The dream—and nightmare—of every E-Commerce head is to start over from scratch, scrap all the legacy kludges that developers have been working around for years and build a Web site that does exactly what the chain wants. Most retailers will never be able to cost-justify that greenfield approach, of course. Target's site, however, had to be built from scratch because its decade-long deal with Amazon to operate its online business had expired.
Unfortunately, the new Target.com is all potential at its launch. Target doesn't want to tip its hand about future plans and give competitors an advantage. But there are tantalizing hints of what's baked into Target's new architecture in some of features of the Web site that, frankly, don't seem to make sense any other way.
(Frank Hayes column this week looks at how Target.com forgot about one group: It's customers.)
The site itself is certainly well-designed and attractive, but it also sports quite a few pages that glitched or included basic functionality that seems to not make sense. Google ads, for example, appear on some pages touting sales from Sears and JCPenney. A Target executive said allowing ads for key rivals was a business decision, implying that it was not an oversight, although no explanation was offered for the move. It seems unlikely that ad revenue from such small ads would be a reason for Target to allow them.
Another unusual element of the site—code-named Everest—is that it times out on customers who are inactive for more than 30 minutes, at which point it warns visitors that their sessions are about to be closed. Such a session approach is key to an aggressive personalization site strategy, but the warnings happen with visitors who have not signed in. For those visitors, the warning has no purpose because functionality doesn't change, said Phil McKoy, VP Target Technology Services, who offered no reason why the warnings would even appear for consumers who are not signed in.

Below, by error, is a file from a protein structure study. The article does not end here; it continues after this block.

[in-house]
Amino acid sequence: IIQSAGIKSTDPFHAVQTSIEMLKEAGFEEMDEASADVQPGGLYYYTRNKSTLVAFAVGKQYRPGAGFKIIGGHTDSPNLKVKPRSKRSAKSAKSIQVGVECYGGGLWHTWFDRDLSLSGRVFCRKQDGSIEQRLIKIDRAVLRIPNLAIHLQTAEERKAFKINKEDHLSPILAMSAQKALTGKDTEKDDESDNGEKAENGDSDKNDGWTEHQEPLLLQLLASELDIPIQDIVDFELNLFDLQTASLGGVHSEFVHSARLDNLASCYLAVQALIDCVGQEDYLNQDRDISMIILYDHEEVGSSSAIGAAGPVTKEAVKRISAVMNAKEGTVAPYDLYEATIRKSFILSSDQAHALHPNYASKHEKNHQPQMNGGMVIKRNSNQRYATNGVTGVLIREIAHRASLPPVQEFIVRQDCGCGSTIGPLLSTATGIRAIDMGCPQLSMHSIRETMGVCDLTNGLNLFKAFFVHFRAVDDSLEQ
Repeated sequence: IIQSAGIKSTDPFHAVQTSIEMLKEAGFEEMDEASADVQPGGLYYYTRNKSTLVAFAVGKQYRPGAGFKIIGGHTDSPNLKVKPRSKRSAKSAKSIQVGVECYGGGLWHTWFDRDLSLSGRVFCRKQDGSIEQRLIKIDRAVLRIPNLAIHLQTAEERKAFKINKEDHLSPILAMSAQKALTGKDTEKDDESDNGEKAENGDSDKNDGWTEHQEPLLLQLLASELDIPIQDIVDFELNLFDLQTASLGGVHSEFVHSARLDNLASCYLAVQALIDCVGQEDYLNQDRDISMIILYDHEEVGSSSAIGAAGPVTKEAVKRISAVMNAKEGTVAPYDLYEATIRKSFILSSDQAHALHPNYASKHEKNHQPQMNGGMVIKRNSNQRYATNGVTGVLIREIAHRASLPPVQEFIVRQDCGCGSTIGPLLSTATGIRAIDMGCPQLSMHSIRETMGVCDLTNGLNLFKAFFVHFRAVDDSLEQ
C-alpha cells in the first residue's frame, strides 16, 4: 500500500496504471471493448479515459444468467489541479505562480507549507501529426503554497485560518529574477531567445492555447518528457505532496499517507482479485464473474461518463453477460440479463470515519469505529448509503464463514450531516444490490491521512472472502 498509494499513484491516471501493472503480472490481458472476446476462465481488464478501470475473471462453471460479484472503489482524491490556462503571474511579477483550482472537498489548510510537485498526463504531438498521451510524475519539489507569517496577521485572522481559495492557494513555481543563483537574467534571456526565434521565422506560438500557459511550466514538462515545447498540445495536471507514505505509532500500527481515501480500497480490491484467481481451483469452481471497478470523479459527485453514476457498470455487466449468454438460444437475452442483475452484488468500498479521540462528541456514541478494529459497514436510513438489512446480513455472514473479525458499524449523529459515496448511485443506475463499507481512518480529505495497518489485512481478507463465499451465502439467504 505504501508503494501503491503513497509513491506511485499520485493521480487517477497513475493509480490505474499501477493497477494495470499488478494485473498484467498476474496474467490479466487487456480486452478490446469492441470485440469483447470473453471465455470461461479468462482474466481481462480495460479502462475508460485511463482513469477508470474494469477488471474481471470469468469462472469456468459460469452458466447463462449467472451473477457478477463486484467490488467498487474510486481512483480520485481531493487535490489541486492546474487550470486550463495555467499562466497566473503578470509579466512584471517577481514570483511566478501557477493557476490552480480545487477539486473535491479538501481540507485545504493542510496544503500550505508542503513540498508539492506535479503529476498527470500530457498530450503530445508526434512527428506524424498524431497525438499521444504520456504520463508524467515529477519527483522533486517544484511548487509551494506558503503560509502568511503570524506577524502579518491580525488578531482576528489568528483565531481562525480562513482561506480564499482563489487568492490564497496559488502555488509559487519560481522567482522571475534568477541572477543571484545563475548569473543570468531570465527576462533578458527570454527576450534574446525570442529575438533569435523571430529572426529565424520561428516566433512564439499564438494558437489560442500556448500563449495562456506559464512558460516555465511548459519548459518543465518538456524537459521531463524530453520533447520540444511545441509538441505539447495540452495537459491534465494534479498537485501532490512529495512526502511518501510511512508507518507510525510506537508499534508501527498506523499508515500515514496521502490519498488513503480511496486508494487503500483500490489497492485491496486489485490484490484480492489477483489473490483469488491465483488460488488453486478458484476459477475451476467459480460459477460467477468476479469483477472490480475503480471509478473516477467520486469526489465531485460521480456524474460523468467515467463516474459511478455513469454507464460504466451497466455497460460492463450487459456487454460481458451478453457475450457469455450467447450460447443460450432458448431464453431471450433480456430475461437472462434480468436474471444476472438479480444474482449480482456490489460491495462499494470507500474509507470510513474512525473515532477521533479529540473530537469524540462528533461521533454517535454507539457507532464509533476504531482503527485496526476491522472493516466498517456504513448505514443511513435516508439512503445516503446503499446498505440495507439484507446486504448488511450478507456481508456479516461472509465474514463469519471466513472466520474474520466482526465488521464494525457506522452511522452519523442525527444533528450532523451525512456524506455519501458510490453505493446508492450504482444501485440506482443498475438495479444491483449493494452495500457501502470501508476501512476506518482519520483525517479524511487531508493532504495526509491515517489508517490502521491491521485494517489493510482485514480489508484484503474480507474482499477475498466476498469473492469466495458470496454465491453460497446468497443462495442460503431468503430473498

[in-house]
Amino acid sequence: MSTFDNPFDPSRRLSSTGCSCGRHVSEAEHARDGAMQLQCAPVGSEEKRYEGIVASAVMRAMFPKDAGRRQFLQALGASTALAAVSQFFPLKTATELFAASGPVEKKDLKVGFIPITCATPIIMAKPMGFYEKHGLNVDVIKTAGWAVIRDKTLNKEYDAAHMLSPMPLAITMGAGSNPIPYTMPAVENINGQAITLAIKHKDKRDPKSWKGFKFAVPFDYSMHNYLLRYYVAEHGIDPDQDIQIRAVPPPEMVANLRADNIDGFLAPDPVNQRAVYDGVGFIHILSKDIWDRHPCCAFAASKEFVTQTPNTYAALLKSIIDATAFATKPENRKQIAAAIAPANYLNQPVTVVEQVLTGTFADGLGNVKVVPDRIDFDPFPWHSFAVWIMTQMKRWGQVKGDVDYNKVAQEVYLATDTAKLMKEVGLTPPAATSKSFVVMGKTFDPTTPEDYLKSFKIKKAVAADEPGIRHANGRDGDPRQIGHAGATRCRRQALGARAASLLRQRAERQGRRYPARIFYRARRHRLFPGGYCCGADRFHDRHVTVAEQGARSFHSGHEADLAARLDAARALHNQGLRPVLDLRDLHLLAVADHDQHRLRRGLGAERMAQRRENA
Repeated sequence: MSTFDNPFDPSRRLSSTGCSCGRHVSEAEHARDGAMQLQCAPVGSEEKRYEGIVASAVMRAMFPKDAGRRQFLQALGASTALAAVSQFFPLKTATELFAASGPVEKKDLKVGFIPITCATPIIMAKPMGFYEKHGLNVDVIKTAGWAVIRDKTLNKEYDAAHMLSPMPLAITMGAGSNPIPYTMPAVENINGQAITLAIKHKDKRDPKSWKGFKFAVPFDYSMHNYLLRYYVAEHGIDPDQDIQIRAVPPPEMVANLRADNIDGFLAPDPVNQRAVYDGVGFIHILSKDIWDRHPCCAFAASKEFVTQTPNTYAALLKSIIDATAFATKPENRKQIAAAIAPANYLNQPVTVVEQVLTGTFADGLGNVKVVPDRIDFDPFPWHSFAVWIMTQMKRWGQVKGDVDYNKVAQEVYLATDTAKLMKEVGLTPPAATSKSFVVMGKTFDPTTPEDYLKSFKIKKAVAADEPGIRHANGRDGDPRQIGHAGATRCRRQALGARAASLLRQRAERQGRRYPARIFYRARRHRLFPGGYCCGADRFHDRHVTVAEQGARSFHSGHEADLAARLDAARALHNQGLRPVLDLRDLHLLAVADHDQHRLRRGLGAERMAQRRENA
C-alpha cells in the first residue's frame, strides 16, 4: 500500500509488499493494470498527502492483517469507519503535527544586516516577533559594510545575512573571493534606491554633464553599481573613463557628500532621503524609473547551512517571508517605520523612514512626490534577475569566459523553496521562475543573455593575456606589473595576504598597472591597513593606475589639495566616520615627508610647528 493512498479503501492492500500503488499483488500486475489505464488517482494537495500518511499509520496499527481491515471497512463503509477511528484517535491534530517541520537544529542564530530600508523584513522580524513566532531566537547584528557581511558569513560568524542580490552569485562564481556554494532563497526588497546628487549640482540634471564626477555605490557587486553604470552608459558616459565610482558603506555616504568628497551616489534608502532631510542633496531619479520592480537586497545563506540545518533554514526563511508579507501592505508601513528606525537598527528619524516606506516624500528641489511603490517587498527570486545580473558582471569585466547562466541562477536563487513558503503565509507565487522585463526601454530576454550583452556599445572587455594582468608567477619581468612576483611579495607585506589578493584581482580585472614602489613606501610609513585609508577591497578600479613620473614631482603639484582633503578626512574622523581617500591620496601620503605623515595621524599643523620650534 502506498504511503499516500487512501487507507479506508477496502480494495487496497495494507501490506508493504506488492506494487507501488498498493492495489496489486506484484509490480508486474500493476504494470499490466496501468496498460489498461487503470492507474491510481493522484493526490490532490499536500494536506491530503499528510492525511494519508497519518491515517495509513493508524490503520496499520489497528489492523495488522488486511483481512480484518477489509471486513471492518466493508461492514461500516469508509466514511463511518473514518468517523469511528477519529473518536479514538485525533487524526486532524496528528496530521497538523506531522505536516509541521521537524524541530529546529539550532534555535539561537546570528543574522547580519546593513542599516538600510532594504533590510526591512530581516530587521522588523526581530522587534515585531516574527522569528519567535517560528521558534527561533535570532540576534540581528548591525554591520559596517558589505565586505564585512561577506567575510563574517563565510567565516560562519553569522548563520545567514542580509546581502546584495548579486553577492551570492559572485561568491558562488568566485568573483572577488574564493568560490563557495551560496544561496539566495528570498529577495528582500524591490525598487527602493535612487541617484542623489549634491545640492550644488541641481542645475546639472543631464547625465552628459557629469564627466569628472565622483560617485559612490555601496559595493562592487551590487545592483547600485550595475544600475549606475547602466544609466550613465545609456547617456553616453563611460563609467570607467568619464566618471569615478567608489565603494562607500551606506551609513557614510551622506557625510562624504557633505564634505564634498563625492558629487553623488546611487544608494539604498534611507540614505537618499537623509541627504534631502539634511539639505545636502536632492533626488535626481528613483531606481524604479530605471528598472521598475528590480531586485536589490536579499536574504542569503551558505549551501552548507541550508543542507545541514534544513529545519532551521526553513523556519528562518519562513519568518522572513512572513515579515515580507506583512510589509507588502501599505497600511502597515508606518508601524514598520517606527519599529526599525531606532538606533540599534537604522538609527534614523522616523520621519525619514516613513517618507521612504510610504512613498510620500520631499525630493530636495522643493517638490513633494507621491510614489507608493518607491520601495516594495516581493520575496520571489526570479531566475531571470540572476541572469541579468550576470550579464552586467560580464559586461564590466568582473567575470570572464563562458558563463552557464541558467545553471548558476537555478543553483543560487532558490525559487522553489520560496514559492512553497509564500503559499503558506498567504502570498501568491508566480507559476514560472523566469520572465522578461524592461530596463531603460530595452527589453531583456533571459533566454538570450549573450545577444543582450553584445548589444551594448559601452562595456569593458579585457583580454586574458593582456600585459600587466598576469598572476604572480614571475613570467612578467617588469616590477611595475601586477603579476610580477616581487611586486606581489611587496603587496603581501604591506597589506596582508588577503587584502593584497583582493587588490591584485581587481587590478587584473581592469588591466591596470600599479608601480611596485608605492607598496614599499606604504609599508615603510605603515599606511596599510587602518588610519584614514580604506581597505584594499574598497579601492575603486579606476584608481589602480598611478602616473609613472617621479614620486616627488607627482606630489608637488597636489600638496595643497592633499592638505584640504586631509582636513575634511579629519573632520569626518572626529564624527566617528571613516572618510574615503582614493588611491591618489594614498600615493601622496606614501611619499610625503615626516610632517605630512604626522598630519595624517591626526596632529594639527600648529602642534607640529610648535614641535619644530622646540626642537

Any site this complex is guaranteed to have its share of minor glitches, and Target.com is no exception. Users complained that wedding registry editing didn't work and that the site couldn't track existing orders. That last problem is also troublesome.That last problem is also troublesome, and it illustrates one of the biggest challenges Target faces. This is indeed an entirely new site, but it also has to jump into tens of millions of in-process transactions from the nation's third-largest retailer.
The site, which launched about 1:30 AM New York time on Tuesday (Aug. 23), featured a Daily Deals countdown clock on the homepage. When it launched, the clock was working but the link just generated an error if someone clicked. On Wednesday, the link worked fine but the countdown clock stopped showing the days and times of its countdown.
The new launch seems to be relying heavily on security-by-obscurity, but the obscurity isn't all that obscure. For example, shortly before the new site launched, Target displayed a page telling people the site was down and the new one was about to be launched. The source of that holding page displayed the URL for the staging site for the new Target.com, an area that remained un-password-protected almost two days after the launch.
A nice touch on the site is the Woof Page, which is an error page that says "Woof! We are suddenly extremely popular. You may not be able to access our site momentarily due to unusually high traffic. Please stay here and we'll try to get you in as soon as we can." The user doesn't need to reload the page. When the site can handle another visitor, the page automatically refreshes itself and delivers the homepage.
Target's McKoy said that feature is just part of the initial site's growing pains.
Pressed for any example of customization that would set the new Target.com site apart from its key rivals, Target spokesperson Morgan O'Murray E-mailed: "One example is in the near future if you have a baby registry, the baby homepage customizes to show the right information for the correct age of the baby."
There are two concerns with that example. First, that functionality has been widely used by Amazon and many other sites for quite a few years. It's clearly not setting Target apart. Second, that's not even part of the site launch; O'Murray said it was "in the near future." Neither O'Murray nor McKoy could—or would—cite any specific thing the new site can do that illustrates Target's stated push for personalization, improved security and streamlined cart and checkout.
McKoy also stressed the new site's merged-channel capabilities but, there again, no specific examples were offered of anything the new site would enable customers to do in-store or on a mobile device that they can't already do, either on Target.com or with other major retail sites. He ruled out price customization, but he wouldn't specify what the site is doing.
When asked if the customization was based on cookie-tracking, session tracking, existing CRM history or history of customers starting with day one of the new site, McKoy said "it's based on all of those interactions that we've had with guests."